By Akshaiyaa VS
Citizens in Sweden are, at an increasing rate, opting to have a tiny microchip inserted under their skin to replace the inconvenience of carrying keys, credit cards, train tickets amongst others. These implants, first installed in 2015, have become very popular among Swedes despite wide-ranging debate surrounding privacy concerns about doing so.
These microchips remain inactive until put in direct contact with the magnetic field of the chip reader. Usually, about the size of a grain of rice, they make use of near field communication to operate.
Process of installation
Microchips are usually inserted between the thumb and forefingers of citizens with the help of a needle which is about the same size as one used for body piercings. After installation, some users are prone to experience swelling in the region, however, this is nothing to worry about. The incision heals in a few days after the chip encapsulates itself to the tissue around the area in which it was inserted. The chips cost about $300 and take less a few minutes to install.
Benefits of the microchip
Undoubtedly, such short-range radio frequency identification (RFID)chips will make life easier. Imagine all the cards you have to carry to take the public transport, to access your workplace, your gym. Microchips completely eliminate the need to carry around such plastic cards which are easy to setal. Easy user identification and authentication can be used to make numerous activities easier, including giving a printer access to print something, and many more.
Furthermore, you will never have to worry about losing your wallet or important documents. Just a sway or touch of your hand will give you access to all your important documents. Chips can also be used to allow medical professionals to gain access to your medical history and documents. This can be particularly helpful in cases of medical emergencies where a patient is unconscious and cannot tell officials about what medicines they are allergic to, what diseases they have, which often delay patient care.
Microchips currently do not have a GPS or tracking unit installed and it will be difficult to do so in the future as the chips do not have a power source of their own. However, over the next few years, there is a possibility of adding the tracking feature. If added, it can be used for tracking criminals who break out of prison and infants or patients who are bound to get lost easily.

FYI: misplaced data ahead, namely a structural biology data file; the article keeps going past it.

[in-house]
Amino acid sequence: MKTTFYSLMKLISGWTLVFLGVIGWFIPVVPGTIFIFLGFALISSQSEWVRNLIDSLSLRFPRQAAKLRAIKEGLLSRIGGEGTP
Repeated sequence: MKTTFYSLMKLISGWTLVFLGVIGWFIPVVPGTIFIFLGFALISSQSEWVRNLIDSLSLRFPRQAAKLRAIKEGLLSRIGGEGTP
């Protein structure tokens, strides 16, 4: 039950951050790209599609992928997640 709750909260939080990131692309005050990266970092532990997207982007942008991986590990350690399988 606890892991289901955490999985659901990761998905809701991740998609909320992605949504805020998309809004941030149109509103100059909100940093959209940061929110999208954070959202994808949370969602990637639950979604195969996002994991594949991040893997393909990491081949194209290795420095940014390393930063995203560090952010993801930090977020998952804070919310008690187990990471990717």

On the flip side, when your company scans you for identification, it is easier for them to monitor you, such as your location within the premises and how long you take breaks between work. This is a huge disadvantage as employees then tend to be constantly under stress that they are being watched. Swedish company Epicenter is already using chips to monitor toilet breaks of employees and how long they spend working.
Whenever we use the chip, it leaves behind a digital footprint, compromising user privacy. Although it is almost impossible for hackers to gain access to your microchip and very expensive to do so, there is a possibility of hackers being able to do so in the future.
Though the microchip encapsulates itself within fibrous tissue near to the site of insertion, it has a possibility to migrate inside, making it slightly difficult to take out during medical emergencies. Other health risks of microchips include electrical hazards, tissue reactions and infections.
Microchips are currently used as a replacement for physical cards or important documents, making it clear that the advantages outweigh the costs of the same. The risks associated with microchips are mostly due to the possibility of misuse as they can be inserted with minimal disruption making users vulnerable. As long as the choice of implantation is left to the person it seems the risks of microchipping can be comparable to getting a tattoo or a body piercing.
Akshaiyaa VS is a writing analyst at Qrius.
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